Tech Tip: Preventing Brake Dust
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Tech Tip: Preventing Brake Dust

Nothing looks worse than a relatively clean $50,000 car with black, grimy wheels. European luxury sedans are notorious for having dirty front wheels because of the black dust that’s generated by their disc brake pads. The dust sticks to the alloy wheels giving them an unsightly appearance.

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By Larry Carley

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Nothing looks worse than a relatively clean $50,000 car with black, grimy wheels. European luxury sedans are notorious for having dirty front wheels because of the black dust that’s generated by their disc brake pads. The dust sticks to the alloy wheels giving them an unsightly appearance.

Europeans use different friction materials than their domestic counterparts because they want their brakes to be quiet, as well as hard working. The trade-off is often increased dusting because of the black ingredients that are in the pads.

Domestic vehicle manufacturers also want good performance and quiet operation, but many use ceramic-based friction materials that produce less visible dust. The dust is still there, but it’s harder to see because the compounds are usually a lighter color. And dust from many ceramic-based friction materials is less “clingy” and doesn’t form a heavy coating on alloy wheels. Consequently, the wheels stay cleaner longer.

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The purpose of this article is not to compare the relative merits of one type of friction compound to another, but to make our readers aware of the fact that there are alternatives to the OEM high-dust black pads that are used on many European vehicles, as well as some domestic cars and trucks. A growing number of aftermarket brake suppliers now have "low-dusting" formulas that improve wheel cosmetics, as well as brake performance.

There’s no way to eliminate brake dust entirely because all friction linings are designed to wear. If the pads didn’t wear, they’d soon chew up the rotors — and pads are a lot cheaper to replace than rotors.

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Relatively soft nonasbestos organic (NAO) friction materials typically wear more than harder semi-metallic compounds. It’s hard to generalize about the wear characteristics of ceramic-based compounds because there are so many. Wear rates vary depending on the formula the friction supplier chooses for a particular application. Different vehicles require different coefficients of friction, so formulas are often "application engineered" to deliver the best combination of stopping power, wear resistance, pedal feel and noise control. Most premium-quality ceramic-based linings will provide long life and wear less than an equivalent set of NAO pads on the same application. So, the next time you have a customer who complains about ugly brake dust sticking to his wheels, you can recommend replacing the old dirty pads with low-dusting, ceramic-based pads. By the same token, you can reduce the risk of future dust complaints by installing low-dusting pads when you change the pads during a normal brake job.

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Another way to reduce brake dust buildup on wheels is to install dust shields between the wheel and hub. Shields deflect dust away from the wheel so it can’t stick and form an ugly coating. Shields are relatively inexpensive and easy to install. But some people have raised concerns about these products blocking or restricting air flow to the brakes.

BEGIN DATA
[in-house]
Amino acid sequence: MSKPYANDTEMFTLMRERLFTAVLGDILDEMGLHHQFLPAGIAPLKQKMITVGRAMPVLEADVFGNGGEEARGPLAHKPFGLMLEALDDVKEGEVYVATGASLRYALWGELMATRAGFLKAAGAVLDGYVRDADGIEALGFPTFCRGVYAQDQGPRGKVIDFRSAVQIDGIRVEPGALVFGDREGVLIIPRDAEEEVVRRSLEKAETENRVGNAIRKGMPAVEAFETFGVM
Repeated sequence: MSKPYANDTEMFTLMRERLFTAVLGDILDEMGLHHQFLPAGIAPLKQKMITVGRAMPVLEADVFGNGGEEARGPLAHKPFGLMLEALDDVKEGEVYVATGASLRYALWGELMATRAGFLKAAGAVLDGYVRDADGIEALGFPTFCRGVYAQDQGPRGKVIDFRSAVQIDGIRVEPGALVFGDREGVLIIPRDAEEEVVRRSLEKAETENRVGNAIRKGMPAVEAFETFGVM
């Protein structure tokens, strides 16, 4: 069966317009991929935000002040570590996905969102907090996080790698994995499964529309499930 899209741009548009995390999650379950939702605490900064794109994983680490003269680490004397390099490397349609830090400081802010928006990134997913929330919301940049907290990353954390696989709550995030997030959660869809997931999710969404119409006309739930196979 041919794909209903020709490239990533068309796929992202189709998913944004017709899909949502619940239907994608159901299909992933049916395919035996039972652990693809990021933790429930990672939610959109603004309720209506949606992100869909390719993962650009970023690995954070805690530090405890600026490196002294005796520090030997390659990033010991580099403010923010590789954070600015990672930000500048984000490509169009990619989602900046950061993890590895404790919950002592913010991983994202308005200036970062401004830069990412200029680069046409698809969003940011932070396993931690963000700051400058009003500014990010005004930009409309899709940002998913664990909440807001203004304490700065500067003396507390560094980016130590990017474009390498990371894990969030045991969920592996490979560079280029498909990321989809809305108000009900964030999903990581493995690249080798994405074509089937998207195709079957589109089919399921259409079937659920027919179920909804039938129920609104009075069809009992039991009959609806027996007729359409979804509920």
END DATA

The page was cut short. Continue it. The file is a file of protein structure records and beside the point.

Brakes do generate a lot of heat, and the more aggressive the vehicle is driven, the more cooling the brakes need to prevent brake fade. When too much heat builds up in the pads and rotors, it reduces friction and increases the pedal pressure required to stop the vehicle. In extreme situations (as when driving down a steep mountain and riding the brakes mile after mile), the brakes may get so hot they fail altogether.

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We’ve never heard of this happening under normal use on a vehicle that has been equipped with dust shields, but it may be a legitimate concern in a "severe-duty" situation. If a customer wants dust shields, the best advice would be to buy ones that have vents. The vents allow some airflow, but keep most of the dust away from the wheels.

What’s the best way to remove brake dust from dirty wheels? Hot soapy water or a cleaner that is specifically formulated for wheels, plus a soft bristle or foam brush and plenty of scrubbing will usually do a good job of removing the dust. Harsh cleaning chemicals or abrasive compounds, such as scouring powder, should never be used on alloy wheels. Nor should you ever use a brush with wire bristles or extremely hard plastic bristles. Scratching through the clear-coat finish will open a direct route for corrosion to attack the aluminum.

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There are aerosol wheel cleaning products that are safe for aluminum wheels, and many claim to require little or no scrubbing. Just spray it on and rinse or wipe it off. It’s as easy as that. To keep clean wheels clean, the buildup of brake dust can be reduced by applying a coating of wax or polymer-based protectant, or a spray-on wheel treatment. The coating will reduce the tendency of brake dust to stick to the wheels while enhancing the wheel’s appearance.

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